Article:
By Phil Kabler
9 a.m. Economic Development Committee
10 a.m. Transportation and Infrastructure Committee
11 a.m. Senate floor session
2 p.m. Education and Banking and Insurance committees
3 p.m. Judiciary and Finance committees
9 a.m. Education Committee
11 a.m. House floor session
West Virginia needs tougher laws to crack down on Internet predators, the head of the State Police Internet Crimes Against Children unit told a Senate committee Monday.
Sgt. Christopher Casto told the Senate Judiciary Committee that efforts should include mandatory Internet safety education in public schools, and broader laws prohibiting sexually explicit content involving children on the Internet.
Casto said the state should take steps to make it illegal to operate or view so-called “pre-teen erotic modeling” sites on the Internet.
The sites get around current legal definitions of pornography, which requires the exhibition of genitals in a sexual context. On the pre-teen sites, he said, the models are clothed in swimsuits or lingerie.
Under the proposed legislation, “lascivious” child erotica would fall under child pornography statues.
“We’re talking about kids who are posing in sexually provocative ways,” he said.
To child sexual predators, the modeling sites are as provocative as more hardcore pornography. “We believe it’s just as bad as child pornography,” Casto said.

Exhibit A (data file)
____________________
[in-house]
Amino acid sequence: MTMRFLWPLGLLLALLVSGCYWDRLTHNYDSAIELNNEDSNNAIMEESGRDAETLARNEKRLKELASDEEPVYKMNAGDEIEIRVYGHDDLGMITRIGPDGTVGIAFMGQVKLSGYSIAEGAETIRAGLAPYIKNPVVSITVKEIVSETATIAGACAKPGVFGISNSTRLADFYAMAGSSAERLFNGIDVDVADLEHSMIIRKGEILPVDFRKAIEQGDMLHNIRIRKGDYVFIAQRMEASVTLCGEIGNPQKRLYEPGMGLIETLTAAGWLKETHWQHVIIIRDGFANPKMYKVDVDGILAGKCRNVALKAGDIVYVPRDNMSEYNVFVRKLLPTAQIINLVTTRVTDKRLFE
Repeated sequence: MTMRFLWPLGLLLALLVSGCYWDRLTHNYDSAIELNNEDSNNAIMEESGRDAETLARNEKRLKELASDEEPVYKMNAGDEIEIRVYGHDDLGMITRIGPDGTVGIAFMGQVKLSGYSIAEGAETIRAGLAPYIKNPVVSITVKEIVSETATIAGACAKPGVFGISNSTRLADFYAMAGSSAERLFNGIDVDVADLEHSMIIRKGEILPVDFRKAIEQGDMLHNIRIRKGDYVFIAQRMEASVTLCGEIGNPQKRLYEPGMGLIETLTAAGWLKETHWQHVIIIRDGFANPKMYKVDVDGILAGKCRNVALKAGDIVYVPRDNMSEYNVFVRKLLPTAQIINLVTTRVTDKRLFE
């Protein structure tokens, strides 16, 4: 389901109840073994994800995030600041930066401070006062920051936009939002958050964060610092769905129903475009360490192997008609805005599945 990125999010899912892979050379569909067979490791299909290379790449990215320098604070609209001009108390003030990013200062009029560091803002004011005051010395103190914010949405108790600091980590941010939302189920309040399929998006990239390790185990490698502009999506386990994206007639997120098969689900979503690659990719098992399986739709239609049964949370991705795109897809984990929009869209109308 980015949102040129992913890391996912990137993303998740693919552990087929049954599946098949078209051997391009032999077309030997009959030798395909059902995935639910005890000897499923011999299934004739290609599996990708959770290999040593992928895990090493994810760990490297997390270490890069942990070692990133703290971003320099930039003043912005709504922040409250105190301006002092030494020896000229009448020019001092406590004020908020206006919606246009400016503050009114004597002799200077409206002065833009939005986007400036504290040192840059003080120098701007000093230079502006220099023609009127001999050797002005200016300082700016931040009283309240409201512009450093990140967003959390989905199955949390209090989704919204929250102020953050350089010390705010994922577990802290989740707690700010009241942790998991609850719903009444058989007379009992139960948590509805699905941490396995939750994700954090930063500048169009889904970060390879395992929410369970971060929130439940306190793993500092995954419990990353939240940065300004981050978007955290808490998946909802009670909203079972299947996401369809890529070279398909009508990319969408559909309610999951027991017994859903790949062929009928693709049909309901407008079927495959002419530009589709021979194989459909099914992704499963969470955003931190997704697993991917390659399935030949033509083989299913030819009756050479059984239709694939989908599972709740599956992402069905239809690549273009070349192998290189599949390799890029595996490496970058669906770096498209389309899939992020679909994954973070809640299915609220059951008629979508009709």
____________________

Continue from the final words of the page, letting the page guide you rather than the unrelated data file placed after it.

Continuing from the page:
He said the State Police is also backing mandatory Internet safety education legislation, based on a 2006 Virginia law.
Casto showed a demonstration of how a child using an otherwise innocent Internet chat room could be targeted by a sexual predator.
From the time of the first contact in the chat room, a predator could determine the child’s full name, home address, phone number, school and other information – all using common Internet search engines, and all within 20 minutes.
Casto said the State Police ICAC unit, which includes 11 troopers working part-time on Internet crimes, has investigated nearly 800 alleged crimes since it started less than a year ago.
In January alone, the ICAC was notified of more than 800 “hits” on known child pornography Web sites by Internet users in West Virginia, he said.
Senate Judiciary Chairman Jeff Kessler, D-Marshall, said Monday he would appoint a subcommittee to review the legislation recommended by the State Police.
To contact staff writer Phil Kabler, use e-mail or call 348- 1220.
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